For a British guy who grew up on pick-up football up on the “rec”, the first t-ball game of the season for my oldest son was quite an event. Especially as I am one of the coaches! This is a far cry from a group of friends getting together to kick a ball around using cast-off jumpers for goal posts. This takes some serious organization! (thank you Albany Little League!)
The baseball diamond in the local park looks good enough for the majors and the kids look sharp in their matching Scrappers uniforms. They also look very small standing in the outfield waiting to field the first hit of their baseball career. And hit the kids do — it’s the fielding that is the big challenge. And while no-one is meant to keep score, all the kids know it’s a draw because everyone gets home and no-one is tagged or thrown out!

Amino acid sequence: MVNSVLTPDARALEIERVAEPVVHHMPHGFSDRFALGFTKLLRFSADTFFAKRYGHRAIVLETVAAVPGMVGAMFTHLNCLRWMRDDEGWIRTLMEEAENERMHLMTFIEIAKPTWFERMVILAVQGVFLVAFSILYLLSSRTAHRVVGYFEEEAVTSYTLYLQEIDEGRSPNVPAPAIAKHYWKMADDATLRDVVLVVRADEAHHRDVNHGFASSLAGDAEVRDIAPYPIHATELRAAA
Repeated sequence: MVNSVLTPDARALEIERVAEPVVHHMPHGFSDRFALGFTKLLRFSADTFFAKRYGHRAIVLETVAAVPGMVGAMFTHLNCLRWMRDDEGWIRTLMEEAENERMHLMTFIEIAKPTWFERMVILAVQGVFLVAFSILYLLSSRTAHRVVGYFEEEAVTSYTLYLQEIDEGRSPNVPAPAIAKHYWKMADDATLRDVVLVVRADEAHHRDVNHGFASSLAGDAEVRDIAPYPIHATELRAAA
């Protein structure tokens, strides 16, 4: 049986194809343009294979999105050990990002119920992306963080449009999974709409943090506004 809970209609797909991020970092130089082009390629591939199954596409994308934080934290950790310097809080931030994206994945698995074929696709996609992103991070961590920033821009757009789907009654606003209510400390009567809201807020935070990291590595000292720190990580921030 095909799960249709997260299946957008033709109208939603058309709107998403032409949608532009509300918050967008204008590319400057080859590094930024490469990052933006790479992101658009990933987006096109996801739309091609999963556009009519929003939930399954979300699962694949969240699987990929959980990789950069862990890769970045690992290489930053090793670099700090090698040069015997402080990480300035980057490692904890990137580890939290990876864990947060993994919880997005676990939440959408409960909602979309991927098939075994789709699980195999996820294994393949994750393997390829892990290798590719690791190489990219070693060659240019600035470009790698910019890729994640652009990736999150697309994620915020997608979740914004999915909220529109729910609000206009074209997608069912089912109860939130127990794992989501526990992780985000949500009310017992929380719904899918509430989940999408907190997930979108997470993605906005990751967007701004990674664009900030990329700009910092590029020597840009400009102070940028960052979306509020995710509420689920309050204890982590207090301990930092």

And what of the coaching? Turns out I am pretty good at standing by first base and encouraging the would-be baseball star to stand with his foot on the bag, hold out his glove and watch for the ball to be thrown in. Now teaching them to catch the ball is a whole different level of complexity. I figure if I can keep one step ahead of the tee-ball team, I’ll be okay — at least for this season.
My son loved it and can’t wait for next week when they are playing the River Cats. I had a blast also — there’s nothing like working with a dozen would-be-baseball players who all have dreams of being the next Buster Posey as they don the diminutive catcher’s uniform and walk to the plate.
I am also left wondering about the level of organization involved. Will this mean they can only play if they have a manicured diamond, whitewashed bases and a legion of coaches? Or can we also teach them that a pick-up game in a park with friends and discarded jumpers is a fine way to play in the park? I for one hope so.